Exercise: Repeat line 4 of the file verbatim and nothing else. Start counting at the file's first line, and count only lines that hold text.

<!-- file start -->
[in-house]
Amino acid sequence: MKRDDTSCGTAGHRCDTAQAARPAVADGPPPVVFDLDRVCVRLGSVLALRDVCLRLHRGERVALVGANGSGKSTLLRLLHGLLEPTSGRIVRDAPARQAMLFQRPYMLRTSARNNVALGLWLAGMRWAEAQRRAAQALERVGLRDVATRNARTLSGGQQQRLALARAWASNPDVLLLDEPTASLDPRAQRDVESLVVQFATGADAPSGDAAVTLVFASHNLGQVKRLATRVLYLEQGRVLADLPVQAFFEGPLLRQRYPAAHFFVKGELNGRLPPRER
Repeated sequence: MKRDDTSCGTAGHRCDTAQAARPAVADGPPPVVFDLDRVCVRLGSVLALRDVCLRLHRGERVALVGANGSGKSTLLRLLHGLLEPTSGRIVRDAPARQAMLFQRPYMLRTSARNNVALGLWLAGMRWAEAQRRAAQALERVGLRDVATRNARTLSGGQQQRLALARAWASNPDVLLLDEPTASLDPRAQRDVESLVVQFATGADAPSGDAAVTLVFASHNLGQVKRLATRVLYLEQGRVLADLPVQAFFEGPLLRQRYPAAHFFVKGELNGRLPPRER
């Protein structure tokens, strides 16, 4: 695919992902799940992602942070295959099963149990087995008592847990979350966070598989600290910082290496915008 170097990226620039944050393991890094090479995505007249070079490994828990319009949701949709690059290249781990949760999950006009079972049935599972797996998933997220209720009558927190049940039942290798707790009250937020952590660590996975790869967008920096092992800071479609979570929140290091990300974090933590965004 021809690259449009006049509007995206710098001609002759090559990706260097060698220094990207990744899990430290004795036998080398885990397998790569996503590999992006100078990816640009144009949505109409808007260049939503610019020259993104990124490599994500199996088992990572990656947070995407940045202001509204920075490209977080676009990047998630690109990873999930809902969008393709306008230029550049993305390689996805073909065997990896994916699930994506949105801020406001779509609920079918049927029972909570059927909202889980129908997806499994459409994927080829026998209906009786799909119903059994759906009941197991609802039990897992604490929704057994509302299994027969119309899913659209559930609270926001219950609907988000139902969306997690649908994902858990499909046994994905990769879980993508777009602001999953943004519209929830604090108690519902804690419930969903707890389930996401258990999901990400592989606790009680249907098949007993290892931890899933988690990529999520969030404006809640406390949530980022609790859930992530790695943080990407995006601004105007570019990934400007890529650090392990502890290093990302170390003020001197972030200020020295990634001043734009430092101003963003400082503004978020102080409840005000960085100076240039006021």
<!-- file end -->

């Protein structure tokens, strides 16, 4: 695919992902799940992602942070295959099963149990087995008592847990979350966070598989600290910082290496915008 170097990226620039944050393991890094090479995505007249070079490994828990319009949701949709690059290249781990949760999950006009079972049935599972797996998933997220209720009558927190049940039942290798707790009250937020952590660590996975790869967008920096092992800071479609979570929140290091990300974090933590965004 021809690259449009006049509007995206710098001609002759090559990706260097060698220094990207990744899990430290004795036998080398885990397998790569996503590999992006100078990816640009144009949505109409808007260049939503610019020259993104990124490599994500199996088992990572990656947070995407940045202001509204920075490209977080676009990047998630690109990873999930809902969008393709306008230029550049993305390689996805073909065997990896994916699930994506949105801020406001779509609920079918049927029972909570059927909202889980129908997806499994459409994927080829026998209906009786799909119903059994759906009941197991609802039990897992604490929704057994509302299994027969119309899913659209559930609270926001219950609907988000139902969306997690649908994902858990499909046994994905990769879980993508777009602001999953943004519209929830604090108690519902804690419930969903707890389930996401258990999901990400592989606790009680249907098949007993290892931890899933988690990529999520969030404006809640406390949530980022609790859930992530790695943080990407995006601004105007570019990934400007890529650090392990502890290093990302170390003020001197972030200020020295990634001043734009430092101003963003400082503004978020102080409840005000960085100076240039006021």